Wild Boar Hatvala Vietnam

Wild Boar Vietnamese black tea comes from a tea vendor Hatvala. Wild Boar is a little gem among black teas. Incredibly cheap, grown on high altitudes, this tea delights with color and character.

Name: Wild Boar Black Tea
Tea vendor: Hatvala (Vietnam)
Type: Vietnamese black tea

Wild Boar Vietnamese black tea – description

Black tea from the Vietnamese province of Yen Bai, harvester from wild trees that grow at an altitude of 1300 meters. Price is 1.75 USD per 50 grams, which is a whopping 12 HRK for an excellent quality and flavor. Dry leaves are quite small, with lots of broken parts with stems. They might give the impression that tea will not live up to the expectation, but the biggest surprise is about to follow. The smell of dried leaves is intense, deep chocolate, caramel and malt, placed in a hot teapot it gets very intense and incredibly fresh. I have not yet experienced anything like that with other black teas. Even though chocolate aromas can be found quite often, this kind of freshness is rare.

Wild Boar Hatvala Vietnam

You can get at least three really good steepings out of it, even the fourth one will be very satisfying. I am still fascinated how little do we know about the world of tea and how many little wonders exist out there, and with the fact that a certain tea does not need to be expensive to be really good. Even the cheapest one should provide the satisfying experience.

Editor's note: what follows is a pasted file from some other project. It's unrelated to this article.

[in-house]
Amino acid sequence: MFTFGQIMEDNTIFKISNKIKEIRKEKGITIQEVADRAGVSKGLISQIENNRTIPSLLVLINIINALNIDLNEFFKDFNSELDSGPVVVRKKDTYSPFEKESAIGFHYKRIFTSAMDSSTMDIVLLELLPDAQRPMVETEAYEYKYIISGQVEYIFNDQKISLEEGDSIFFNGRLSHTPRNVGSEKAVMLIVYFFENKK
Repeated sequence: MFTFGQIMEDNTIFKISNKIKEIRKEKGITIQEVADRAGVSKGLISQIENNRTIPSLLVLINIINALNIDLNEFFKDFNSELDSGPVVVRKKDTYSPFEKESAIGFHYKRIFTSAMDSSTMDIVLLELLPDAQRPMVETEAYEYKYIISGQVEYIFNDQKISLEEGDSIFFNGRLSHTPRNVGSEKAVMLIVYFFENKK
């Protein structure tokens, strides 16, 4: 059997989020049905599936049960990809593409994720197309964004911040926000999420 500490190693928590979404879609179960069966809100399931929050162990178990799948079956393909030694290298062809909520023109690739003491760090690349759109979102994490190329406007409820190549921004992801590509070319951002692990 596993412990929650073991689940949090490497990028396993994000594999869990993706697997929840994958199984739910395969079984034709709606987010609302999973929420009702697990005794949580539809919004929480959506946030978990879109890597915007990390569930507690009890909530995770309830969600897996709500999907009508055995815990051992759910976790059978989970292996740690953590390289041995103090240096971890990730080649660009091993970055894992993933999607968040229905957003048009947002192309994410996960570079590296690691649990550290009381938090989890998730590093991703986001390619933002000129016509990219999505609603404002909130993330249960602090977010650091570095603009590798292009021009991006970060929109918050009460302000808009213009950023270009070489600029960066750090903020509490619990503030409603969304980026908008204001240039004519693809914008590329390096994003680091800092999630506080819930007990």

Wild Boar Hatvala Vietnam

Brewing guidelines

200 ml of water, 100 degrees Celsius, 3.5 grams of tea and 2,2.5,3 minutes steepings. Three grams of tea is an unusually low quantity of tea leaves for such amount of water. I did feel like it wound be even nearly enough. However, I was quite surprised. This tea doesn’t offer an explosion of taste, but it is really amazing, with a well balanced freshness and dark chocolate aroma, with only a hint of astringency that never crosses the line of bitterness.

Wild Boar Hatvala Vietnam

First steeping results with a little miracle. You can literally see how the intense dark red-cooper color is being poured into a cup. It forms a very visible golden circle in the cup. Liquor is thick and of really intense color, with deep dark chocolate aroma.

After the first steeping, leaves have a very mild citrus tone as well, extremely fresh and dark chocolate like. What is even more interesting is the taste, which leaves a feeling in your mouth your will experience a lot of bitterness. Taste is sharp, but all bitterness stays away. You can only the feel sweet aftertaste. Tea by itself is not really intense, it’s quite mild and I think it would go very well with various addings – from sugar to milk. The smell has a lot of freshness. Second steeping gives more intense taste, with some earthy tones, deep and again with the feeling this tea is going to be very bitter – but there is not even a trace of bitterness. It dries your mouth and gives you the feeling you want more and more and more. Even the third and fourth (really long one) steepings give great results with absolutely no bitterness at all and same level of freshness. Used-up tea leaves still retain beautiful and fresh smell. Did you notice how many times I used the word “fresh”? This is the best word to describe this tea.

Wild Boar Hatvala Vietnam

I don’t think I ever had the chance to try a cheaper tea that was so good. Wild Boar Vietnamese black tea is an excellent choice for everyday drinking, I think it is a very good choice for those who prefer drinking their tea with sugar (although I am very against it), and it would go very well with a few drops of milk. Duo to its very fresh character, this tea would go very well with a slice of lemon as well, just as Hatvala recommends.


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